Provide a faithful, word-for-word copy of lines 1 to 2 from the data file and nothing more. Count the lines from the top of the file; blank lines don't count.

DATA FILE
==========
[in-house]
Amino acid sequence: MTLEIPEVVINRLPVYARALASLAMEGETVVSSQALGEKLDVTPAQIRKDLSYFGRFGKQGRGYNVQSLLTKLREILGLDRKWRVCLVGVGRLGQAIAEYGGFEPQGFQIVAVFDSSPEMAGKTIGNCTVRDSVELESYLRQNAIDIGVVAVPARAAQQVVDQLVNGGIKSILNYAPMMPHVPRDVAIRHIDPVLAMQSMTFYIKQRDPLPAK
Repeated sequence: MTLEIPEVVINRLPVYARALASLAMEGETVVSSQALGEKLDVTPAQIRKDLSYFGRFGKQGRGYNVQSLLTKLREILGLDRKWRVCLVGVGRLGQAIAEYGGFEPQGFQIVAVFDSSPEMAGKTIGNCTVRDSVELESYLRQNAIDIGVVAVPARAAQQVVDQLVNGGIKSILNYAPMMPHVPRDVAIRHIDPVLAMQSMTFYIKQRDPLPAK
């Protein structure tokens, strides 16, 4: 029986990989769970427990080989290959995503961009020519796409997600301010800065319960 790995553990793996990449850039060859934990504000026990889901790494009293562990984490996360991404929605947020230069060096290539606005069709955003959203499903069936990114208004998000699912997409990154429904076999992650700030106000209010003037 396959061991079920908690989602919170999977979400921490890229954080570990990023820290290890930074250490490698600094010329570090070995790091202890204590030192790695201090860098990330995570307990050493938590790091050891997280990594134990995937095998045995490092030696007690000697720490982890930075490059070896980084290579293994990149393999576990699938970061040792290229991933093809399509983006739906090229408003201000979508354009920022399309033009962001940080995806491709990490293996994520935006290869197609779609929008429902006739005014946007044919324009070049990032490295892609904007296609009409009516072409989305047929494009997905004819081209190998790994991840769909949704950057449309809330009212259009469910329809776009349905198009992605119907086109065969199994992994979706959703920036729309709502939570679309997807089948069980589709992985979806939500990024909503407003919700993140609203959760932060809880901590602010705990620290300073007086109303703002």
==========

[in-house]
Amino acid sequence: MTLEIPEVVINRLPVYARALASLAMEGETVVSSQALGEKLDVTPAQIRKDLSYFGRFGKQGRGYNVQSLLTKLREILGLDRKWRVCLVGVGRLGQAIAEYGGFEPQGFQIVAVFDSSPEMAGKTIGNCTVRDSVELESYLRQNAIDIGVVAVPARAAQQVVDQLVNGGIKSILNYAPMMPHVPRDVAIRHIDPVLAMQSMTFYIKQRDPLPAK